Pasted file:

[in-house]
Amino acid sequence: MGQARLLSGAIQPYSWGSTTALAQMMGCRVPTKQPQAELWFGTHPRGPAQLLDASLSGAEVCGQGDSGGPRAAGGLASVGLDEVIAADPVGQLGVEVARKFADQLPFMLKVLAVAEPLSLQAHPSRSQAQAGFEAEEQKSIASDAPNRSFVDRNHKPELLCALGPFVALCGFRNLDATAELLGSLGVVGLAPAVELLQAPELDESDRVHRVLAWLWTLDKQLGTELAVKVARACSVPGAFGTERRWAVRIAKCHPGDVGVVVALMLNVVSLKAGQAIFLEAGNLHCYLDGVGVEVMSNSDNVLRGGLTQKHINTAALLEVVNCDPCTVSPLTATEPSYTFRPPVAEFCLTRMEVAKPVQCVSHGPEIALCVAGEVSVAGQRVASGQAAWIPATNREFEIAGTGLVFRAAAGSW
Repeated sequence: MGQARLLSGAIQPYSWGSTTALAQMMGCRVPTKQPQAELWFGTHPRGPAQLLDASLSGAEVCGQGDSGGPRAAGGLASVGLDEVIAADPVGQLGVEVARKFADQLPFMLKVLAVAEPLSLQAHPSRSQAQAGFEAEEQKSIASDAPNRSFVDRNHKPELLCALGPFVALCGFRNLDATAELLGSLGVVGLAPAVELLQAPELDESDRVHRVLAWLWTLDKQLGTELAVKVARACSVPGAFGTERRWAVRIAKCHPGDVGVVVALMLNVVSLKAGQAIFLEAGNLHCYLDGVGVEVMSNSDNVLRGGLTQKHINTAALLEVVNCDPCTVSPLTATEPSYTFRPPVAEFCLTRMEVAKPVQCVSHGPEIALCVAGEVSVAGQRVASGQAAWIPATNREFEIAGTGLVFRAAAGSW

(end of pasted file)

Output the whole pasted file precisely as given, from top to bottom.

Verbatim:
[in-house]
Amino acid sequence: MGQARLLSGAIQPYSWGSTTALAQMMGCRVPTKQPQAELWFGTHPRGPAQLLDASLSGAEVCGQGDSGGPRAAGGLASVGLDEVIAADPVGQLGVEVARKFADQLPFMLKVLAVAEPLSLQAHPSRSQAQAGFEAEEQKSIASDAPNRSFVDRNHKPELLCALGPFVALCGFRNLDATAELLGSLGVVGLAPAVELLQAPELDESDRVHRVLAWLWTLDKQLGTELAVKVARACSVPGAFGTERRWAVRIAKCHPGDVGVVVALMLNVVSLKAGQAIFLEAGNLHCYLDGVGVEVMSNSDNVLRGGLTQKHINTAALLEVVNCDPCTVSPLTATEPSYTFRPPVAEFCLTRMEVAKPVQCVSHGPEIALCVAGEVSVAGQRVASGQAAWIPATNREFEIAGTGLVFRAAAGSW
Repeated sequence: MGQARLLSGAIQPYSWGSTTALAQMMGCRVPTKQPQAELWFGTHPRGPAQLLDASLSGAEVCGQGDSGGPRAAGGLASVGLDEVIAADPVGQLGVEVARKFADQLPFMLKVLAVAEPLSLQAHPSRSQAQAGFEAEEQKSIASDAPNRSFVDRNHKPELLCALGPFVALCGFRNLDATAELLGSLGVVGLAPAVELLQAPELDESDRVHRVLAWLWTLDKQLGTELAVKVARACSVPGAFGTERRWAVRIAKCHPGDVGVVVALMLNVVSLKAGQAIFLEAGNLHCYLDGVGVEVMSNSDNVLRGGLTQKHINTAALLEVVNCDPCTVSPLTATEPSYTFRPPVAEFCLTRMEVAKPVQCVSHGPEIALCVAGEVSVAGQRVASGQAAWIPATNREFEIAGTGLVFRAAAGSW